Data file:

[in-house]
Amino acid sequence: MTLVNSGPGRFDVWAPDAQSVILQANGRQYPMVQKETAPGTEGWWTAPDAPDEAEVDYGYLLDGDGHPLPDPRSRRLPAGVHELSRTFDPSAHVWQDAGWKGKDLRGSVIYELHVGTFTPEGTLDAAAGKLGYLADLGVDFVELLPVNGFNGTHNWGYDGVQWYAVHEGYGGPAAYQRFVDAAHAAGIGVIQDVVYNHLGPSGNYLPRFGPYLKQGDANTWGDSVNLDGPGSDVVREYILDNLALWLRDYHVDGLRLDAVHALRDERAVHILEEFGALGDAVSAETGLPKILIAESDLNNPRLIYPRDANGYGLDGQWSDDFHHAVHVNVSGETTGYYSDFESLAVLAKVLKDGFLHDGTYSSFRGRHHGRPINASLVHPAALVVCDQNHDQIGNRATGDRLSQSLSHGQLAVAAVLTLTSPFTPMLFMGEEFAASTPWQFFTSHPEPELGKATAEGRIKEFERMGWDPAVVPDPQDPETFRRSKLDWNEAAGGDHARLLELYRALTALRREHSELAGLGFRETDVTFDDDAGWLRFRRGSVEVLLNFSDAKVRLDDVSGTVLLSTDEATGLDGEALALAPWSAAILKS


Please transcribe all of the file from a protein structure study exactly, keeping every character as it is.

[in-house]
Amino acid sequence: MTLVNSGPGRFDVWAPDAQSVILQANGRQYPMVQKETAPGTEGWWTAPDAPDEAEVDYGYLLDGDGHPLPDPRSRRLPAGVHELSRTFDPSAHVWQDAGWKGKDLRGSVIYELHVGTFTPEGTLDAAAGKLGYLADLGVDFVELLPVNGFNGTHNWGYDGVQWYAVHEGYGGPAAYQRFVDAAHAAGIGVIQDVVYNHLGPSGNYLPRFGPYLKQGDANTWGDSVNLDGPGSDVVREYILDNLALWLRDYHVDGLRLDAVHALRDERAVHILEEFGALGDAVSAETGLPKILIAESDLNNPRLIYPRDANGYGLDGQWSDDFHHAVHVNVSGETTGYYSDFESLAVLAKVLKDGFLHDGTYSSFRGRHHGRPINASLVHPAALVVCDQNHDQIGNRATGDRLSQSLSHGQLAVAAVLTLTSPFTPMLFMGEEFAASTPWQFFTSHPEPELGKATAEGRIKEFERMGWDPAVVPDPQDPETFRRSKLDWNEAAGGDHARLLELYRALTALRREHSELAGLGFRETDVTFDDDAGWLRFRRGSVEVLLNFSDAKVRLDDVSGTVLLSTDEATGLDGEALALAPWSAAILKS